Lexicon

Learn about our raw materials which participate in the elaboration of the masterpieces of our collection.

Raw materials are commonly referred to as ingredients. A raw material is the substance a perfumer uses to build a perfume formula. Learn more about some of our key materials here:

A

Aldehydes

It is said that the now famous super aldehydic top of Chanel 5 was actually an error made by Ernest Beaux’s’ assistant, who by mistake doubled the amount in one of the trials. Aldehydes are organic compounds found in a variety of things here on earth, you’ve smelt them when ripping open a mandarin for example. Aldehydes have to be used with care by the perfumer but if done correctly it can bring diffusion, lightness and magic to a fragrance.

Want to smell something similar? Eat a mandarin.

Prominent in this fragrance: Nuit Noir

Amber

Very often confused with Ambergris, even though they have nothing to do with one another. Amber is an accord trying to imitate the luscious feel, colour and depth of the fossilized tree resin used in jewelry around the world. It’s a combination of dark balsamic materials such as cistus, patchouli, vanilla and myrrh. The scent is mysterious and oriental.

Want to smell something similar? Smell a very dark rum.

Prominent in this fragrance: Ambre

Ambergris

Perhaps the most famous of all raw materials used in perfumery.

The famous whale vomit (even though we don’t really know if it’s from that end or the other). The main diet of the Sperm Whale is the giant squid, which have sharp beaks on their tentacles (think parrots beak). The squid beaks are indigestible causing great irritation for the Whales intestine, a problem the whale solves by incasing it in ambergris and then passing it. A very rare material today and absolutely irreplaceable but perfumers today do their best to imitate the scent with a myriad of molecules and other naturals. The real things smells like a sweetened version of a translucent sea. Absolute perfection.

Want to smell something similar? Go to the sea.

Prominent in this fragrance: Dōjima

Ambroxan

Used to imitate Ambergris. Extremely popular and smelt in almost everything these days.

Want to smell something similar? Smell a new book.

Prominent in this fragrance: Dōjima

Ambrette Seeds

Also known as muskmallow, giving a hint on its scent. A fantastic fixative with a “white noise” type of effect in fragrances. The scent of musk found in this material comes from a molecule called 17-oxacycloheptadec-6-en-1-one, very structurally similar to another one called ambrettolide. Beautiful floral diffusion and power.

Want to smell something similar? Bury your face in a cashmere scarf.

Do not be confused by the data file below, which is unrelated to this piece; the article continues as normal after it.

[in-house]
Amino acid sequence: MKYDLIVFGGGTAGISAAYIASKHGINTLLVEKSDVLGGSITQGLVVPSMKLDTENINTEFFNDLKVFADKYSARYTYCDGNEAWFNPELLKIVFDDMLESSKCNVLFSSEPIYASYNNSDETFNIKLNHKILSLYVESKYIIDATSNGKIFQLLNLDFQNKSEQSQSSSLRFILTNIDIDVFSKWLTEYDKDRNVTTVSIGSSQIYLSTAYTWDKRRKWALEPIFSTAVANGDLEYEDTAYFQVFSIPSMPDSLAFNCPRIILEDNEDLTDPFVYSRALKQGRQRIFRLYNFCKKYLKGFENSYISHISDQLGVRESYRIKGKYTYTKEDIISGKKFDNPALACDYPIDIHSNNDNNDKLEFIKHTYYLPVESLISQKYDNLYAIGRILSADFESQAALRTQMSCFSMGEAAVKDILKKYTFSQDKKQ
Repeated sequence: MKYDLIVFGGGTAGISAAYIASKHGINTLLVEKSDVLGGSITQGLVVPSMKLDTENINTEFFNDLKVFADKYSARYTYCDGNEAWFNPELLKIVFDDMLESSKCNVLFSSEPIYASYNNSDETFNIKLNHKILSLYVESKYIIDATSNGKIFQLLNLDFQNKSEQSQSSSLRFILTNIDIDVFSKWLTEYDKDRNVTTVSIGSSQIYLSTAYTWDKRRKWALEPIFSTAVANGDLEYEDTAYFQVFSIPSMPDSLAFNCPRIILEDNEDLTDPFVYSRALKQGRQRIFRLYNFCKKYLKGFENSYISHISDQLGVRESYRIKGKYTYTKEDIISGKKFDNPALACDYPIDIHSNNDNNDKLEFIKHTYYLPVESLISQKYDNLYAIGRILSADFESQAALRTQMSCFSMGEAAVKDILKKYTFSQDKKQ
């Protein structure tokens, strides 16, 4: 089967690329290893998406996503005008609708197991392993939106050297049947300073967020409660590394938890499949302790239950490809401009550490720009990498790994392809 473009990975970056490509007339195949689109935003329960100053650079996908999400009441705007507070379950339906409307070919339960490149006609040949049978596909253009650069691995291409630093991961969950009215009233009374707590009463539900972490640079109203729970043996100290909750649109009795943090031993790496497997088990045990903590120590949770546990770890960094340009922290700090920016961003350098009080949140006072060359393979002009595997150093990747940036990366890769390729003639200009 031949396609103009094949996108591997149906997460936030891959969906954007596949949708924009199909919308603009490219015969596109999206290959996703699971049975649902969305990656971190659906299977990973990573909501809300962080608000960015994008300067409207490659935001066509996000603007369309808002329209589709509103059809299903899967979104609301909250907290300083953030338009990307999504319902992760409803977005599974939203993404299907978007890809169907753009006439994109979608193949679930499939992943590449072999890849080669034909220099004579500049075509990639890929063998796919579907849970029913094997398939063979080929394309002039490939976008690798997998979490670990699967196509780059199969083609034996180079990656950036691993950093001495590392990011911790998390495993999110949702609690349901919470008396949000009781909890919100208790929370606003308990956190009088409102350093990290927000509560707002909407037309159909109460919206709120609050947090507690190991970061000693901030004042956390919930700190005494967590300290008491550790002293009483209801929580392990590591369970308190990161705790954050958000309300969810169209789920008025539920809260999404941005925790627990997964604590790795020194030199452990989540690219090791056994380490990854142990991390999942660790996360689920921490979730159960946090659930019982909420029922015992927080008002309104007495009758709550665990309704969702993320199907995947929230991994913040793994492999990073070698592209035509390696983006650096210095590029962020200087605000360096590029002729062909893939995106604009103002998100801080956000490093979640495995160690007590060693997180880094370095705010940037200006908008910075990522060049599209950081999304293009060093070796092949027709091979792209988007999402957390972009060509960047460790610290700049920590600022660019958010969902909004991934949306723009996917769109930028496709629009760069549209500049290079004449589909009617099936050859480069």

Prominent in this fragrance: Semper Augustus

B

Bergamot

Loved by tea drinkers around the world. An unusual citrus fruit with an incredibly sour taste and an almost pine like scent of its peel.

Fantastic for connecting top notes with woodier base and heart notes.

Want to smell something similar? Smell a cup of earl grey tea.

Prominent in this fragrance: Bohea Boheme

Want to smell something similar? Eat a mandarin

Prominent in this fragrance: Nuit Noir

Benzoin

Benzoin essential oil or resinoid is captured from the resin of gum Benjamin trees (native to Sumatra, Thailand and Java) and has been used medicinally for thousands of years. It has a wonderfully complex scent reminiscent of vanilla with hints of dark cherries and chocolate.

Want to smell something similar? Smell some nice bourbon.

Prominent in this fragrance: Four Thieves

Baie Rose Co2 extract

The incredibly uplifting aroma of pink pepper corns. The co2 technique of extracting the oil is fantastic since it is done at a much lower temperature and therefor leaves the scent unaltered.

Want to smell something similar? Smell some freshly cracked pink pepper corns.

Prominent in this fragrance: Myrrh Casati

C

Cashmeran

Some perfumers see this IFF base/heart note molecule as a woody note and some see it as a purely musky note. One could argue that it’s both. A very complex odor with hints of saffron.

Want to smell something similar? Smell a recently washed warm towel.

Prominent in this fragrance: Musc

Castoreum

Originally from beaver. Most perfumers use reconstitutions today though, more ethically correct. Leathery and dark.

Want to smell something similar? Smell some shoe polish.

Prominent in this fragrance: Cuir

Cardamom

Like an eucalyptus tree had a child with a pine tree. A fresh invigorating scent. Cardamom exists as a regular oil, an absolute and a co2 extraction. They all have different effects in formulation.

A truly versatile material.

Want to smell something similar? Smell some recently crushed cardamom seeds.

Prominent in this fragrance: Bohea Boheme

F

Frankincense

One of the oldest materials used in perfumery. The ancient Egyptians loved this in their perfumery blends. It’s the dried sap of trees in the Boswellia genus, particularly Boswellia sacra. The odor is peppery, mineral and stony cool.